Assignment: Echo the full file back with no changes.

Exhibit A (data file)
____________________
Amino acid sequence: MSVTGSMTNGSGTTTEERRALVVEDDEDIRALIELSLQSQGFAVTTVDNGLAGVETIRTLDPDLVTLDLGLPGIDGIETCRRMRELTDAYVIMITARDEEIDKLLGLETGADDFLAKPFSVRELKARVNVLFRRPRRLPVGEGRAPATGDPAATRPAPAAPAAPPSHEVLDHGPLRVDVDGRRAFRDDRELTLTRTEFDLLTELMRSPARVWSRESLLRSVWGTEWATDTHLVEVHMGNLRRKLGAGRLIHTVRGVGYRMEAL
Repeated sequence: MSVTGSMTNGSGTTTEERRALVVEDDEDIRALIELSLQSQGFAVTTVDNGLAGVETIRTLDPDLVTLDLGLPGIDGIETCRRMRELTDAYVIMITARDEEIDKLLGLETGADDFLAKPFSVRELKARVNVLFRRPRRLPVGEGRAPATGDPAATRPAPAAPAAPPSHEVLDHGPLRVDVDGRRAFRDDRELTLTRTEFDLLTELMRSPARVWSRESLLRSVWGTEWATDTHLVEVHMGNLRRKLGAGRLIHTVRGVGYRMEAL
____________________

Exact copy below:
Amino acid sequence: MSVTGSMTNGSGTTTEERRALVVEDDEDIRALIELSLQSQGFAVTTVDNGLAGVETIRTLDPDLVTLDLGLPGIDGIETCRRMRELTDAYVIMITARDEEIDKLLGLETGADDFLAKPFSVRELKARVNVLFRRPRRLPVGEGRAPATGDPAATRPAPAAPAAPPSHEVLDHGPLRVDVDGRRAFRDDRELTLTRTEFDLLTELMRSPARVWSRESLLRSVWGTEWATDTHLVEVHMGNLRRKLGAGRLIHTVRGVGYRMEAL
Repeated sequence: MSVTGSMTNGSGTTTEERRALVVEDDEDIRALIELSLQSQGFAVTTVDNGLAGVETIRTLDPDLVTLDLGLPGIDGIETCRRMRELTDAYVIMITARDEEIDKLLGLETGADDFLAKPFSVRELKARVNVLFRRPRRLPVGEGRAPATGDPAATRPAPAAPAAPPSHEVLDHGPLRVDVDGRRAFRDDRELTLTRTEFDLLTELMRSPARVWSRESLLRSVWGTEWATDTHLVEVHMGNLRRKLGAGRLIHTVRGVGYRMEAL